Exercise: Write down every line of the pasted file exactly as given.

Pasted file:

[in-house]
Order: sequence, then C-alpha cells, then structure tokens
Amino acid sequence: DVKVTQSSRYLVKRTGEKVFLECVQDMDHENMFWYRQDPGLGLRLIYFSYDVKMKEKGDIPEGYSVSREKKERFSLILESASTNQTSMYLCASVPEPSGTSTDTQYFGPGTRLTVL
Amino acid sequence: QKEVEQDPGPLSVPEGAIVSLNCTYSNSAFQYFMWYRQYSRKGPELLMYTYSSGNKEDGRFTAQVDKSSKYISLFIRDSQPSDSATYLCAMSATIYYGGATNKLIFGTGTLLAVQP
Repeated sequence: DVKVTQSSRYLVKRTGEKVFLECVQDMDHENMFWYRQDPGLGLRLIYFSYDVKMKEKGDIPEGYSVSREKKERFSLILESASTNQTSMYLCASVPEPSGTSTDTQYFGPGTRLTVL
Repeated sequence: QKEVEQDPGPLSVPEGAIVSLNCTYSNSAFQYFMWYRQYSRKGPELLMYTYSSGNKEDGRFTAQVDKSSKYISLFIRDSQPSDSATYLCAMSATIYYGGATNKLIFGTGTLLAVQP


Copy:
[in-house]
Order: sequence, then C-alpha cells, then structure tokens
Amino acid sequence: DVKVTQSSRYLVKRTGEKVFLECVQDMDHENMFWYRQDPGLGLRLIYFSYDVKMKEKGDIPEGYSVSREKKERFSLILESASTNQTSMYLCASVPEPSGTSTDTQYFGPGTRLTVL
Amino acid sequence: QKEVEQDPGPLSVPEGAIVSLNCTYSNSAFQYFMWYRQYSRKGPELLMYTYSSGNKEDGRFTAQVDKSSKYISLFIRDSQPSDSATYLCAMSATIYYGGATNKLIFGTGTLLAVQP
Repeated sequence: DVKVTQSSRYLVKRTGEKVFLECVQDMDHENMFWYRQDPGLGLRLIYFSYDVKMKEKGDIPEGYSVSREKKERFSLILESASTNQTSMYLCASVPEPSGTSTDTQYFGPGTRLTVL
Repeated sequence: QKEVEQDPGPLSVPEGAIVSLNCTYSNSAFQYFMWYRQYSRKGPELLMYTYSSGNKEDGRFTAQVDKSSKYISLFIRDSQPSDSATYLCAMSATIYYGGATNKLIFGTGTLLAVQP